The Guardian: Saudi siege fallout threatens oil prices
Heather Stewart and Ewen MacAskill
Tuesday June 1, 2004
Oil traders are braced for big price rises when the markets reopen in London and New York this morning in the aftermath of the deadly attack by armed militants at Khobar, the Saudi oil producing region.
In Japan, where the market was open yesterday, prices of crude rose by more than 2%.
The economic fallout from the weekend siege, which killed 22 people, including a British businessman, was being gauged as a survivor claimed that the Saudi government had done a deal to allow three of the four attackers to escape. They fled in a car, using hostages as shields, the Saudi press agency said.
The security services began the hunt for them yesterday and set up checkpoints throughout the kingdom.
The fourth attacker was injured and is in custody.
The attack comes at a crucial moment for the oil markets, which have been closed since Friday.
Opec, the oil producers' cartel, is to meet in Beirut on Thursday under strong political pressure to turn on the taps and ease the pain of soaring prices for the global economy.
The Saudi state-owned giant Aramco promised yesterday to keep the supplies flowing smoothly to avert a further hike in prices.
In a sign of nervousness in the oil industry, Shell was among the first to say that it was planning to repatriate the families of its workers.
"Our staff will remain in the kingdom, and their dependants will be offered a voluntary repatriation programme for a limited period," a spokesman said. "We remain committed to ensuring the safe continuation of our operations there."
Thirteen people died in the initial attack on Saturday on the Al-Khobar Petroleum Centre building and the Oasis residential compound used by oil workers. The others were killed during a 25-hour siege that ended with a raid by Saudi commandos.
Al-Qaida, which claimed responsibility, has attacked the oil industry over the past month in an attempt to destabilise the international economy.
The issue of how the three attackers managed to escape from a compound surrounded by the Saudi security services was raised by a member of the staff at Oasis. He claimed that the government had allowed them to escape after they had threatened to blow up one of the buildings, killing themselves and the hostages.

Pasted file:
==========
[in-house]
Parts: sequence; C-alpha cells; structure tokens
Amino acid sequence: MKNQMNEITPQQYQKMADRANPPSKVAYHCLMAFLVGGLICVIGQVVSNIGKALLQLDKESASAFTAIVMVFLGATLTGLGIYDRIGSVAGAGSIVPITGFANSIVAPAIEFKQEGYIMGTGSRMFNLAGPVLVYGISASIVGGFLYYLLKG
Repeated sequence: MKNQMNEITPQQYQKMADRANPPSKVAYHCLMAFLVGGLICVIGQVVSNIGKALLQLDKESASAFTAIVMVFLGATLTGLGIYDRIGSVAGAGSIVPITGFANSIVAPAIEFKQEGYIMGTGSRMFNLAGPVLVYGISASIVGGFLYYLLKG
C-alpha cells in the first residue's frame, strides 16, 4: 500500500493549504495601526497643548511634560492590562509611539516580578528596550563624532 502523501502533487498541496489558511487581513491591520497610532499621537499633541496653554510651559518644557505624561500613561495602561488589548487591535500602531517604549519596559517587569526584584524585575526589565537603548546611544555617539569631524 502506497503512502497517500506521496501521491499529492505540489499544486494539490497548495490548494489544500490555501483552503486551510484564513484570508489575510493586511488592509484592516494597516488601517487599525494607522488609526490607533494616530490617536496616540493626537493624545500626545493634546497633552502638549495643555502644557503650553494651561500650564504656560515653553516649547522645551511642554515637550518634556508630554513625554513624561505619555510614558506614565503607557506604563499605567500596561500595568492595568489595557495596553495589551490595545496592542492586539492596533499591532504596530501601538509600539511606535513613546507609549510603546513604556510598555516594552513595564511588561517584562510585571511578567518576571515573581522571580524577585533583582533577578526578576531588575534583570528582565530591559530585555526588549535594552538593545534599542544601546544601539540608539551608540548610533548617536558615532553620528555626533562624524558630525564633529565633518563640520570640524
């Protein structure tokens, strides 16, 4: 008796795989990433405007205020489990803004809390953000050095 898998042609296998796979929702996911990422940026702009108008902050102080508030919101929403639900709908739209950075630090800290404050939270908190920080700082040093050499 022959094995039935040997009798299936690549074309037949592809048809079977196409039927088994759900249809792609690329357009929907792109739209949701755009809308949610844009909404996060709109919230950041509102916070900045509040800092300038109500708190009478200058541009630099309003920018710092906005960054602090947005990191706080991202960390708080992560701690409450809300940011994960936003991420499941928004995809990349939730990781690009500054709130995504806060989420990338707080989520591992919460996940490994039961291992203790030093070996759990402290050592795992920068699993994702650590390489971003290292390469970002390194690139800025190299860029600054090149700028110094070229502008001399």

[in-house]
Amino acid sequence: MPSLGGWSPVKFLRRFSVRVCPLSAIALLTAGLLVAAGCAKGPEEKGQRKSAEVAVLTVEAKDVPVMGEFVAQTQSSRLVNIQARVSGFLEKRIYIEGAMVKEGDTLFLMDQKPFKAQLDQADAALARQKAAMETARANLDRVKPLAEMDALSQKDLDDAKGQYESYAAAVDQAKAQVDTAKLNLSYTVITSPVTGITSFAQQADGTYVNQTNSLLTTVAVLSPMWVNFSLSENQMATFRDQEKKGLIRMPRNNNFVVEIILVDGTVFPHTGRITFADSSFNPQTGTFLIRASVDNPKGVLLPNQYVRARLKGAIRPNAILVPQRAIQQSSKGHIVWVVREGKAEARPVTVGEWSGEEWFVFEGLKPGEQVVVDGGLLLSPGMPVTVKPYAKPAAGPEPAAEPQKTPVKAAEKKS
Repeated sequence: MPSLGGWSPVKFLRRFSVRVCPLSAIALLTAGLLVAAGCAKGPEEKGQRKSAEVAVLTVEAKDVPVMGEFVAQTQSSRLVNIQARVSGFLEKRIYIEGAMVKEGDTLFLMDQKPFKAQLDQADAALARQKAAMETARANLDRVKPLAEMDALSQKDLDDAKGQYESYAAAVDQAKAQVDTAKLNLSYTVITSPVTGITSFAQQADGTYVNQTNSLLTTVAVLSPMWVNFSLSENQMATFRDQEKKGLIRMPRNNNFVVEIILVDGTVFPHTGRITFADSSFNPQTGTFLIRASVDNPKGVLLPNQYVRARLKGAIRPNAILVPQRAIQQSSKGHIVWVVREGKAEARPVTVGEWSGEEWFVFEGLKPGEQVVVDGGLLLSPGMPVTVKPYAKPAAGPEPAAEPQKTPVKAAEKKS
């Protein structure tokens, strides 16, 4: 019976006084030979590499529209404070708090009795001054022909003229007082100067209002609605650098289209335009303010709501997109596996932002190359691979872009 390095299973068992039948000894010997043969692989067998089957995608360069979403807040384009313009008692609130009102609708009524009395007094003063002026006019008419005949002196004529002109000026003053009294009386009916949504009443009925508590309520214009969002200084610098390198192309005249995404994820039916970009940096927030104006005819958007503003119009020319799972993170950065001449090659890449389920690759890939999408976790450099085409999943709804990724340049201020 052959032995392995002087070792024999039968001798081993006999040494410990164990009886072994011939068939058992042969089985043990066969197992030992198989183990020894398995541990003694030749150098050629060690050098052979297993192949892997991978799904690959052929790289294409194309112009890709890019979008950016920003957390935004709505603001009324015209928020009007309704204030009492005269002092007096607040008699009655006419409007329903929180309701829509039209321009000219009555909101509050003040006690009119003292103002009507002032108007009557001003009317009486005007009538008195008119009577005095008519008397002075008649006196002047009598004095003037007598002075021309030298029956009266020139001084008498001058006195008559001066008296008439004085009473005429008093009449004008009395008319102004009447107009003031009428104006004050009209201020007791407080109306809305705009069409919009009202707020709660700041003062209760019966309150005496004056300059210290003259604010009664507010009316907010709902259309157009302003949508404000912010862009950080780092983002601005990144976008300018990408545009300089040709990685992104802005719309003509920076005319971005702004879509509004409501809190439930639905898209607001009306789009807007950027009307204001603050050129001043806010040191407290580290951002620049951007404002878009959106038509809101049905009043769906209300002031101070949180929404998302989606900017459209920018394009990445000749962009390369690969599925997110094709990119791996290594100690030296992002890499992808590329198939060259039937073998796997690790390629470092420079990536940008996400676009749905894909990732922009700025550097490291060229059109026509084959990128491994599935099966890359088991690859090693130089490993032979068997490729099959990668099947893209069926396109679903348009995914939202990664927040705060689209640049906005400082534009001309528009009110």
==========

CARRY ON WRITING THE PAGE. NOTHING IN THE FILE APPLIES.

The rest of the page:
He said he had heard the gunmen shout that they would release their captives if the security forces let them go.
"The security forces refused at the beginning, but then apparently relented," he said. "There was a kind of a deal reached to let the hostages go free, though some hostages had already been killed."
The interior ministry said the man in custody was on the kingdom's most wanted list.
It said the dead were a Briton, Michael Hamilton, plus eight Indians, three Filipinos, three Saudis, two Sri Lankans, an American, a 10-year-old Egyptian, an Italian, a South African and a Swede.
A total of 41 people had been held hostage and a further 201 were trapped inside the compound. The rescued hostages insisted that none of the dead had been killed by the security forces.
Kevin Rosser, an analyst with the Control Risks Group, said yesterday that Saudi oil supplies were still relatively secure. "The facilities are vast and heavily guarded," he said. "The sensitive installations - large processing units, refineries, export terminals - are con sidered strategic assets, and security has been redoubled after recent violence."
Nevertheless, the perception of rising political tension could compound the effect of a surging demand for oil from the US and China, and lift prices towards recent highs of more than $40a barrel.
"The fundamentals will keep exerting upward pressure on prices, whatever happens in Saudi Arabia and Iraq," Mr Rosser predicted.
The US state department reiterated its warning that its citizens should leave, and the Foreign Office has advised people not to visit the kingdom unless it is essential.